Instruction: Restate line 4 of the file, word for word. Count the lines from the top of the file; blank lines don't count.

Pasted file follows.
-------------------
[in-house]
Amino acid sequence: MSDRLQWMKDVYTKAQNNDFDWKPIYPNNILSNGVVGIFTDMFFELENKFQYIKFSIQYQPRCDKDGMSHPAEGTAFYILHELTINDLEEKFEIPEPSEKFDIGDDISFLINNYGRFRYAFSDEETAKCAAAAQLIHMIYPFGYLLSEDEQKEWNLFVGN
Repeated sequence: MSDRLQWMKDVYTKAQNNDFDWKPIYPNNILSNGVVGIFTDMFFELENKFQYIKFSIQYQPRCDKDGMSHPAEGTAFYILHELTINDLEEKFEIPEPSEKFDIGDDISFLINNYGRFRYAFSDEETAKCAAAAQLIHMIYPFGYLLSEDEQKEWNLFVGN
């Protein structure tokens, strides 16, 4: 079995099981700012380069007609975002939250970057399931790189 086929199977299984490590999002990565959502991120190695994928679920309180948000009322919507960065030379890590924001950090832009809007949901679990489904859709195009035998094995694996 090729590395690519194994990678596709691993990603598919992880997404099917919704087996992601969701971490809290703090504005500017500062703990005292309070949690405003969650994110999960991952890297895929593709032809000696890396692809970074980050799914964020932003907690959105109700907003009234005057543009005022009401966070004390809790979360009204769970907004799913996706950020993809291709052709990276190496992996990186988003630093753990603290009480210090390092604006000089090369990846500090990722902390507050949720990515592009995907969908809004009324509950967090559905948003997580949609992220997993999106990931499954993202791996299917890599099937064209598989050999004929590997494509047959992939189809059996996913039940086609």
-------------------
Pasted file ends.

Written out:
């Protein structure tokens, strides 16, 4: 079995099981700012380069007609975002939250970057399931790189 086929199977299984490590999002990565959502991120190695994928679920309180948000009322919507960065030379890590924001950090832009809007949901679990489904859709195009035998094995694996 090729590395690519194994990678596709691993990603598919992880997404099917919704087996992601969701971490809290703090504005500017500062703990005292309070949690405003969650994110999960991952890297895929593709032809000696890396692809970074980050799914964020932003907690959105109700907003009234005057543009005022009401966070004390809790979360009204769970907004799913996706950020993809291709052709990276190496992996990186988003630093753990603290009480210090390092604006000089090369990846500090990722902390507050949720990515592009995907969908809004009324509950967090559905948003997580949609992220997993999106990931499954993202791996299917890599099937064209598989050999004929590997494509047959992939189809059996996913039940086609």